In October, 2014, they regained control over the cities of Zumar, Jurf-al-Sakhar and Ameriyat al-Fallujah. By the end of 2016, the Peshmerga units along with the Iraqi forces took over major cities like Mosul and Sinjar. They had been aided by the U.S Air Force in those missions.

Role of women in the Peshmerga:

Since its foundation, women have played a key role in the Peshmerga. Majority of the women played supporting roles within the Peshmerga during the Iraqi-Kurdish conflicts. They helped in building camps and took care of the wounded. They also carried ammunitions and messages. Several also served on the front lines.

Notable Peshmerga women fighters include the likes of Margaret George Malik. She was an Assyrian guerilla fighter. In battles like the one in the Zawita Valley, she held leading positions.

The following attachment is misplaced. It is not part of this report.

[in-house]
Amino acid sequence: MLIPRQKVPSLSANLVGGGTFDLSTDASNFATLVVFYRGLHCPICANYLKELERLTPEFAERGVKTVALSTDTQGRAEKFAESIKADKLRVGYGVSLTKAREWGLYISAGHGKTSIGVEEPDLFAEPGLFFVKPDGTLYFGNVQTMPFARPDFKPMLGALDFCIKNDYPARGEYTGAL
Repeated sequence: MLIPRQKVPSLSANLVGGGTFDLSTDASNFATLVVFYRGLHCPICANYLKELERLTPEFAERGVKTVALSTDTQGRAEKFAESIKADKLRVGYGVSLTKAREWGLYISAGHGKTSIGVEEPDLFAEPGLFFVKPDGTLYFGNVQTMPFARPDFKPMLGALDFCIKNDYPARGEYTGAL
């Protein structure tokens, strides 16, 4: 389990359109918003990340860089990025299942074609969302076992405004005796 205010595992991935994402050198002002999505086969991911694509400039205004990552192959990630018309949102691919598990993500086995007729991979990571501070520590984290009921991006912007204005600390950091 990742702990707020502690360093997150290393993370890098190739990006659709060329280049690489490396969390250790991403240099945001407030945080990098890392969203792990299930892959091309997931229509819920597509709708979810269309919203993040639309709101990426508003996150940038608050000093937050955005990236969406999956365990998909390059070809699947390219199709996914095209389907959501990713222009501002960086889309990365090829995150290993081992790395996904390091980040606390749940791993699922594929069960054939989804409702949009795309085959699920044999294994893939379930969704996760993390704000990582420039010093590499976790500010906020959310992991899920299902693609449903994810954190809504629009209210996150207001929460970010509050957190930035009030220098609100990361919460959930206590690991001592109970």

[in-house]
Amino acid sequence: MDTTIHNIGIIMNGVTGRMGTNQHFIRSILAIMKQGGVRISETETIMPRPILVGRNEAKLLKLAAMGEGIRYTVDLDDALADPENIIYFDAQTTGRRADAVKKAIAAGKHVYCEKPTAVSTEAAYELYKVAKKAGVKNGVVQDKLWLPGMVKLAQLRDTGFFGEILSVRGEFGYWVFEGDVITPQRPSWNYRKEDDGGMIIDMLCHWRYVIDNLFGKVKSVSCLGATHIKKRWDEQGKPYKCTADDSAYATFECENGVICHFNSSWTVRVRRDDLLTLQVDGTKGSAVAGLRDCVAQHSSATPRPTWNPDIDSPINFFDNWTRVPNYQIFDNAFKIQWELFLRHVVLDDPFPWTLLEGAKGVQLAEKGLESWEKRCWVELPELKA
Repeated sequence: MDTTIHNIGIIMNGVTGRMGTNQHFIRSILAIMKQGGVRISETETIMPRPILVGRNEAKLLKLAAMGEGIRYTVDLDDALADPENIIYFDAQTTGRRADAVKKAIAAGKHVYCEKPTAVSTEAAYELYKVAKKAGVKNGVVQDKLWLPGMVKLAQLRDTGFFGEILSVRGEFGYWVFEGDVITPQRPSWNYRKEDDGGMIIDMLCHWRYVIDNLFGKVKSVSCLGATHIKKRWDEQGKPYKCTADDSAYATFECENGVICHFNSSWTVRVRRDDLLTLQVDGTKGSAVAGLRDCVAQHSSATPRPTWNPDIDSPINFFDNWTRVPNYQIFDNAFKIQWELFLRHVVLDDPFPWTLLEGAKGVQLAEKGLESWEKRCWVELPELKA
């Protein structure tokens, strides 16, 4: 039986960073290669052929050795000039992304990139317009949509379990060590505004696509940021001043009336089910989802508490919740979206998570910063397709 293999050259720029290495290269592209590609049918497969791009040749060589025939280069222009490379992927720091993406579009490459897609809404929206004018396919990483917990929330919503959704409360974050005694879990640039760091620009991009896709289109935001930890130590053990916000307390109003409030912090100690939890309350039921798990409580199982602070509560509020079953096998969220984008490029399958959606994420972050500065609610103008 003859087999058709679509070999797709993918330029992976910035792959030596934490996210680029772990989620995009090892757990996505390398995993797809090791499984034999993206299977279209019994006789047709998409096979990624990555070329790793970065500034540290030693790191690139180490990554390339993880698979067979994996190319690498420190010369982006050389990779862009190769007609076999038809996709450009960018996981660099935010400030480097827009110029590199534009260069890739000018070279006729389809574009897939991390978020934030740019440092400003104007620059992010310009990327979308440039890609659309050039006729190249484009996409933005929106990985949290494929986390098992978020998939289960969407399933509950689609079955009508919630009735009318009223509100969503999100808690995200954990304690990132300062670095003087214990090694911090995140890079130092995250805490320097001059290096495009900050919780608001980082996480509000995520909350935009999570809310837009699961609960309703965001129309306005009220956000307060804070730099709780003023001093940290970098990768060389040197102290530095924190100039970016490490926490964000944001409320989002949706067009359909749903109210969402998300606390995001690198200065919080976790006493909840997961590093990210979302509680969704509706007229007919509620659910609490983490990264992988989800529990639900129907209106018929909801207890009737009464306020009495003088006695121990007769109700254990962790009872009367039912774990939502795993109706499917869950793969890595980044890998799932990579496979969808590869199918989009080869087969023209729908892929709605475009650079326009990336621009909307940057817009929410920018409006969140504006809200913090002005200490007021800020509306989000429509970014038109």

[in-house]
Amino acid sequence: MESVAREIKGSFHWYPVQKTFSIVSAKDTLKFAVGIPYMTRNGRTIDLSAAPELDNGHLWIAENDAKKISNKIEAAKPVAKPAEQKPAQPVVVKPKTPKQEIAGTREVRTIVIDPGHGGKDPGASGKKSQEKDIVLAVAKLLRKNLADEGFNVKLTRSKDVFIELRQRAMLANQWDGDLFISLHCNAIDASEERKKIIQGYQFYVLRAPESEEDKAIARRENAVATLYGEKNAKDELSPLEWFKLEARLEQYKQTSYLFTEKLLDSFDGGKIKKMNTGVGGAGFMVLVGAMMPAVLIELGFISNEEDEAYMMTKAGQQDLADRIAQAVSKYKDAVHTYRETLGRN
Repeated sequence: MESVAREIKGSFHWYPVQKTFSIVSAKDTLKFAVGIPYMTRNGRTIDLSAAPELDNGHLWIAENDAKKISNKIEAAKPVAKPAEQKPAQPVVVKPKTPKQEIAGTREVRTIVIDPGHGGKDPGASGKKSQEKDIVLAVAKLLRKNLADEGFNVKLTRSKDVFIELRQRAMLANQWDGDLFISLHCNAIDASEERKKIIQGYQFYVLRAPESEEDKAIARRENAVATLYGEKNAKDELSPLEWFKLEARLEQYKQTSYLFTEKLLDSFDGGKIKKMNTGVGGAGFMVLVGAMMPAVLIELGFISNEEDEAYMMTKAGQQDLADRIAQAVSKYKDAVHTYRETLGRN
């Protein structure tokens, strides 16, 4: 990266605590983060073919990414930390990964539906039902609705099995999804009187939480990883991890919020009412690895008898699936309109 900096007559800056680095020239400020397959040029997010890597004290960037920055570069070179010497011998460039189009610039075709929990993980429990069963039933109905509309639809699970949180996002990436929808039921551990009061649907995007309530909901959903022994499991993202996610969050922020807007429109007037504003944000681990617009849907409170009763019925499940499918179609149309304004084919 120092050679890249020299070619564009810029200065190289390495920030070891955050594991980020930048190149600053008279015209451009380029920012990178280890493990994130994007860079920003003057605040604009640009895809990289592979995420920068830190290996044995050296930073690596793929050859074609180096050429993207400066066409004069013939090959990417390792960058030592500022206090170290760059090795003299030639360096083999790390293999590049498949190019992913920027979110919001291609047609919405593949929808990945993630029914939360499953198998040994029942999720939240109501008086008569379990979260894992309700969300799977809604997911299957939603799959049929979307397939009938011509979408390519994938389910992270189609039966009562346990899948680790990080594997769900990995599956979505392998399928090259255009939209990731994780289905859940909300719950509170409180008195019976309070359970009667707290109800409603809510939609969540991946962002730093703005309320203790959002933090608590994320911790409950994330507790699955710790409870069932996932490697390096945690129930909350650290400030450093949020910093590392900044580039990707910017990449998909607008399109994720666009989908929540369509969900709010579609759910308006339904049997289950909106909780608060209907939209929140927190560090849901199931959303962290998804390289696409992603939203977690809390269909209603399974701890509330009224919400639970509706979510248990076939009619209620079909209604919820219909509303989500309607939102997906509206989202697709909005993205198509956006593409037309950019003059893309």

The current Peshmerga forces have around 600 women in their ranks. The KDP denied women access to the frontlines since its inception. On the other hand, the PUK began recruiting women in the Kurdish Civil War. Women in the PUK were given a 45-daay military drill. They were taught the use of rifles, RPGs and mortars.

During the Operation Viking Hammer launched by the U.S in 2003 in Iraq, several female Kurdish fighters played a significant role. The operation uncovered a huge chemical weapons facility in Iraqi Kurdistan run by Islamic terrorist groups. It was a major blow to the anti-Iraqi terror forces.

By the end of 2017, Mosul was secured street by street by the Peshmerga. Advancing through villages like Fazlia, the Kurdish forces neutralised the attempts of the weakened Islamic State. The black flags were taken down. The people were checked for potential suicide bombing attempts as well. The Peshmerga vowed that never will the ISIS re-capture Mosul under their vigilance. After this assurance, locals broke out in tears.